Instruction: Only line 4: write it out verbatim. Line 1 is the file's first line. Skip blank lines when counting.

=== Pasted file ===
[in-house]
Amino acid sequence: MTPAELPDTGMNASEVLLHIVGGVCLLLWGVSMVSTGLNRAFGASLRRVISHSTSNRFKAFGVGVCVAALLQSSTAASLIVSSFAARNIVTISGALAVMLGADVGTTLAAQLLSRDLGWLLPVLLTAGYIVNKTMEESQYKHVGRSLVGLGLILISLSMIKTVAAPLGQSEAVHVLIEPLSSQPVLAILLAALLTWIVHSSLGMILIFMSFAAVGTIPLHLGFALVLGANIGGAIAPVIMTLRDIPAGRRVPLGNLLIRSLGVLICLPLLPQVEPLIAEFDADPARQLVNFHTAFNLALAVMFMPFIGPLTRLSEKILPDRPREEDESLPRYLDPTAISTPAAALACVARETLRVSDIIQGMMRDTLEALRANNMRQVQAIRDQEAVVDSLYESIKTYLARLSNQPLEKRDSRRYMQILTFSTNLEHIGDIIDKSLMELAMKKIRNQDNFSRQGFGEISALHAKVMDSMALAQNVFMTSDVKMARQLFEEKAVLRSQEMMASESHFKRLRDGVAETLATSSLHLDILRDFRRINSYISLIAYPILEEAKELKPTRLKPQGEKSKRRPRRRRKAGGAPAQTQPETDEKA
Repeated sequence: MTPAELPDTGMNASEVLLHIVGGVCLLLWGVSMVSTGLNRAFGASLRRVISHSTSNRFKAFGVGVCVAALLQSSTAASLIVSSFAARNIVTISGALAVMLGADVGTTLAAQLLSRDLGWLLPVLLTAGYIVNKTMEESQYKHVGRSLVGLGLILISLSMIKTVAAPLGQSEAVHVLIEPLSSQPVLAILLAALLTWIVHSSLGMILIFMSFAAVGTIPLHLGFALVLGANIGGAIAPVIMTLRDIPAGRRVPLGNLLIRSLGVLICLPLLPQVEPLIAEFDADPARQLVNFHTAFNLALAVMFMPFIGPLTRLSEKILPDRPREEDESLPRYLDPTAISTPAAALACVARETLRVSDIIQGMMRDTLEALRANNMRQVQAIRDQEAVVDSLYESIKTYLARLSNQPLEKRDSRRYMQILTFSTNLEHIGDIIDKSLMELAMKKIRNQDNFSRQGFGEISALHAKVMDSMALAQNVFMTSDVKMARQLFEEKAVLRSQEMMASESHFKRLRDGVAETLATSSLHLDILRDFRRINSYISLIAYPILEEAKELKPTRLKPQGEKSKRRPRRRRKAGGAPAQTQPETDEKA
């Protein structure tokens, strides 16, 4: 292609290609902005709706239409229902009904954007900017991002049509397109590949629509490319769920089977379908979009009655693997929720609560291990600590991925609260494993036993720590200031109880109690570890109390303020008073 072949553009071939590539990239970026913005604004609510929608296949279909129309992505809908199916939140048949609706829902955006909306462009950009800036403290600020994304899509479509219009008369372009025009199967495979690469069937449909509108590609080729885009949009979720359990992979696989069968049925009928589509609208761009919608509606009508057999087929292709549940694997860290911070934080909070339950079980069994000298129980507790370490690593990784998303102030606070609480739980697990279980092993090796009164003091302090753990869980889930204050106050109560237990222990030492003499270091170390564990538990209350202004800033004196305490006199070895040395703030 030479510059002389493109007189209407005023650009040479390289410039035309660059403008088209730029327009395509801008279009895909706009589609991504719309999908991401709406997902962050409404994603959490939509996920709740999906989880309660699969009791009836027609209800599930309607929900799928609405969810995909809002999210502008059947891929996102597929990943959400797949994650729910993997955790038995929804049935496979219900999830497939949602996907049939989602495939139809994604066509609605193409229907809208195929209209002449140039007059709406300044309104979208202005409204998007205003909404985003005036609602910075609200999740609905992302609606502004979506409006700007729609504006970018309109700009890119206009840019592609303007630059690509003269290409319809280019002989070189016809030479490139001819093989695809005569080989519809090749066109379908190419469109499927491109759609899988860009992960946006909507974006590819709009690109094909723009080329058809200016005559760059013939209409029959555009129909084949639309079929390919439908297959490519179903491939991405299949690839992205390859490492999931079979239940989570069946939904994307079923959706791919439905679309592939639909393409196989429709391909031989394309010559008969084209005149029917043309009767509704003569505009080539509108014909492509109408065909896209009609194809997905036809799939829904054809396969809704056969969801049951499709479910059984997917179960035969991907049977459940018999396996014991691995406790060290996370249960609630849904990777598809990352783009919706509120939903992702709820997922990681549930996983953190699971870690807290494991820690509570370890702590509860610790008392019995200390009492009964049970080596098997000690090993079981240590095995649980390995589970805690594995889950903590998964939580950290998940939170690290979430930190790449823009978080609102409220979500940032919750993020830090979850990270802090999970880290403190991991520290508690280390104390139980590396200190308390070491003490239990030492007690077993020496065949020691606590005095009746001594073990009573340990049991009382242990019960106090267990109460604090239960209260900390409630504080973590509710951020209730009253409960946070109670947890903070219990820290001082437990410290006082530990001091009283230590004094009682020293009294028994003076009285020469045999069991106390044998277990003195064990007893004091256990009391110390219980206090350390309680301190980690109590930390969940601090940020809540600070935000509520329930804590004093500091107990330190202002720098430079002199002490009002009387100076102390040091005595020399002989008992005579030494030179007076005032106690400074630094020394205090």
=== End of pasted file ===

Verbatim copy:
């Protein structure tokens, strides 16, 4: 292609290609902005709706239409229902009904954007900017991002049509397109590949629509490319769920089977379908979009009655693997929720609560291990600590991925609260494993036993720590200031109880109690570890109390303020008073 072949553009071939590539990239970026913005604004609510929608296949279909129309992505809908199916939140048949609706829902955006909306462009950009800036403290600020994304899509479509219009008369372009025009199967495979690469069937449909509108590609080729885009949009979720359990992979696989069968049925009928589509609208761009919608509606009508057999087929292709549940694997860290911070934080909070339950079980069994000298129980507790370490690593990784998303102030606070609480739980697990279980092993090796009164003091302090753990869980889930204050106050109560237990222990030492003499270091170390564990538990209350202004800033004196305490006199070895040395703030 030479510059002389493109007189209407005023650009040479390289410039035309660059403008088209730029327009395509801008279009895909706009589609991504719309999908991401709406997902962050409404994603959490939509996920709740999906989880309660699969009791009836027609209800599930309607929900799928609405969810995909809002999210502008059947891929996102597929990943959400797949994650729910993997955790038995929804049935496979219900999830497939949602996907049939989602495939139809994604066509609605193409229907809208195929209209002449140039007059709406300044309104979208202005409204998007205003909404985003005036609602910075609200999740609905992302609606502004979506409006700007729609504006970018309109700009890119206009840019592609303007630059690509003269290409319809280019002989070189016809030479490139001819093989695809005569080989519809090749066109379908190419469109499927491109759609899988860009992960946006909507974006590819709009690109094909723009080329058809200016005559760059013939209409029959555009129909084949639309079929390919439908297959490519179903491939991405299949690839992205390859490492999931079979239940989570069946939904994307079923959706791919439905679309592939639909393409196989429709391909031989394309010559008969084209005149029917043309009767509704003569505009080539509108014909492509109408065909896209009609194809997905036809799939829904054809396969809704056969969801049951499709479910059984997917179960035969991907049977459940018999396996014991691995406790060290996370249960609630849904990777598809990352783009919706509120939903992702709820997922990681549930996983953190699971870690807290494991820690509570370890702590509860610790008392019995200390009492009964049970080596098997000690090993079981240590095995649980390995589970805690594995889950903590998964939580950290998940939170690290979430930190790449823009978080609102409220979500940032919750993020830090979850990270802090999970880290403190991991520290508690280390104390139980590396200190308390070491003490239990030492007690077993020496065949020691606590005095009746001594073990009573340990049991009382242990019960106090267990109460604090239960209260900390409630504080973590509710951020209730009253409960946070109670947890903070219990820290001082437990410290006082530990001091009283230590004094009682020293009294028994003076009285020469045999069991106390044998277990003195064990007893004091256990009391110390219980206090350390309680301190980690109590930390969940601090940020809540600070935000509520329930804590004093500091107990330190202002720098430079002199002490009002009387100076102390040091005595020399002989008992005579030494030179007076005032106690400074630094020394205090």